The best study on how the legal status of abortion impacts abortion rates was authored by economists Phillip Levine and Douglas Staiger and appeared in The Journal of Law and Economics in 2004. Unlike the Lancet studies and the Guttmacher study, the authors considered how changes in abortion policy affected the incidence of abortion. After the fall of communism, many Eastern European countries shifted their policies regarding abortion. Specifically, abortion was largely illegal in Romania during the Cold War. However, starting in 1990, abortion on request became legal for the first 12 weeks of pregnancy. Albania and Bulgaria also liberalized their abortion laws in 1991 and 1989, respectively. Conversely, Poland, where abortion had been legal during the first 12 weeks of pregnancy, enacted significant legal protections for the unborn in 1993.

In their study, Levine and Staiger used time series-cross sectional data to analyze how the legal status of abortion impacted abortion rates in a range of Eastern European countries. The authors hold constant economic growth, the inflation rate, and the age composition of women of childbearing age. Their findings provide overwhelming evidence that the incidence of abortion is affected by its legal status. They find that countries where abortion is legal only to save the mother’s life or for specific medical reasons have abortion rates that are only about five percent of the level in countries in which abortion is legal on request.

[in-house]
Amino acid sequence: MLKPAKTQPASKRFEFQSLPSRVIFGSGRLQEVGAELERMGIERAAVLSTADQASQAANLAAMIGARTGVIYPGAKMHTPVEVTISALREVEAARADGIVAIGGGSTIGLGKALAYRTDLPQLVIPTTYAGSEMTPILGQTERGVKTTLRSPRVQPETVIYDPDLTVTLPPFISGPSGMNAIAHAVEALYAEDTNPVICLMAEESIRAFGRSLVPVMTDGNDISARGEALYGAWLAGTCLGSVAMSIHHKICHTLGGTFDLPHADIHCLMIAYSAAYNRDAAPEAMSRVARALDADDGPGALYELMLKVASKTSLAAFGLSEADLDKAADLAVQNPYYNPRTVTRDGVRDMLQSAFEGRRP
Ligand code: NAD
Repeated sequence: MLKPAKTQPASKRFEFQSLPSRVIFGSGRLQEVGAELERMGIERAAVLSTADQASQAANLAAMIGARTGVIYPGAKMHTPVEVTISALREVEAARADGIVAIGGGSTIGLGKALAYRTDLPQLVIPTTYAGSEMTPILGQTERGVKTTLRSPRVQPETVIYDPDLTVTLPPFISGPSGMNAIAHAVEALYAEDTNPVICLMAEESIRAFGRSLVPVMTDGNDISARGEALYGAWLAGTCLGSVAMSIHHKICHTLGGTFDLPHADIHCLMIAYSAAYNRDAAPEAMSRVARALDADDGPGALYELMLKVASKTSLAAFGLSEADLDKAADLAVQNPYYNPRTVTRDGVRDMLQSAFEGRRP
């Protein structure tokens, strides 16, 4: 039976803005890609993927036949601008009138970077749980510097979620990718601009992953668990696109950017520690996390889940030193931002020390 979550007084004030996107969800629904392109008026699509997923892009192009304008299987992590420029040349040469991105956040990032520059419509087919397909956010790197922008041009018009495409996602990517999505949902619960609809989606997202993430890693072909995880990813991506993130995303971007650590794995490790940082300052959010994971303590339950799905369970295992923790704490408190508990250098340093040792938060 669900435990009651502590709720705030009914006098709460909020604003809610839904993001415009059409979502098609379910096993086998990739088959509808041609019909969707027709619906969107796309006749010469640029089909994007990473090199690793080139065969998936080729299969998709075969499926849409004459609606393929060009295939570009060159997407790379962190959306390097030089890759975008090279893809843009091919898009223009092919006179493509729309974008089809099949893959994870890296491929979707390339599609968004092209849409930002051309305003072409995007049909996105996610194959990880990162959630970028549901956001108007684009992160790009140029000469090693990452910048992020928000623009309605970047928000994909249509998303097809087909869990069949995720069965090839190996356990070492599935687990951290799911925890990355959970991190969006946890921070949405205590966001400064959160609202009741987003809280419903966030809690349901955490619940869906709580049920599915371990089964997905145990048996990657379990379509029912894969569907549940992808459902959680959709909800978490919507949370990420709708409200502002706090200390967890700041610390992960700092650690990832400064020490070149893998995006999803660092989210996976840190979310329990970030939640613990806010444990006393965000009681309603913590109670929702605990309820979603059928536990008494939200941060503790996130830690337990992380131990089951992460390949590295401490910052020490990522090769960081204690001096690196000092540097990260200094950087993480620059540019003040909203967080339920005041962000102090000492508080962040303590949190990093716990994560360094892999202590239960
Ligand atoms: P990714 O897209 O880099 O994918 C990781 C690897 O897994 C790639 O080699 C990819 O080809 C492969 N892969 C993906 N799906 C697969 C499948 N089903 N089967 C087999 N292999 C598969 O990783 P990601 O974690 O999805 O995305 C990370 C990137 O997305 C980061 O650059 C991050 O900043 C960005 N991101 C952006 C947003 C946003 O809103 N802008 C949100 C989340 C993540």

Furthermore, the results indicated that even modest abortion restrictions have an impact. Countries where abortion is legal only due to medical or social reasons have a 25 percent lower abortion rate than countries where abortion is available on request. This impressive dataset from a range of countries, many of which enacted policy changes regarding the legality of abortion in the late 1980s and early 1990s, clearly demonstrates that legal protections for the unborn save lives.

The Experience of the United States

Additionally, the experience of the United States is also instructive. Colorado was the first U.S. state to liberalize its abortion laws in 1967. The liberalization of abortion laws was debated in many state legislatures during the 1960s and by the end of 1970 abortion was broadly legal in five states: Alaska, California, Hawaii, New York, and Washington. In particular, during the early 1970s, many women seeking abortions travelled to New York because New York did not have a residency requirement for abortion-seeking women and did not require a referral from an in-state physician. Research shows that about 58 percent of the abortions that took place in New York between 1971 and 1972 were performed on women from other U.S. states (Joyce, Tan, and Zhang 2012).

There was relatively little change in abortion policy at either the federal level or state level between the end of 1970 and 1973. However, the Supreme Court’s Roe v. Wade decision in January 1973 effectively legalized abortion on demand in the United States throughout all nine months of pregnancy. Data from the Centers for Disease Control and Prevention (CDC) clearly show that abortion rates in the United States increased in both the short term and the long term.

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Source: Christian Post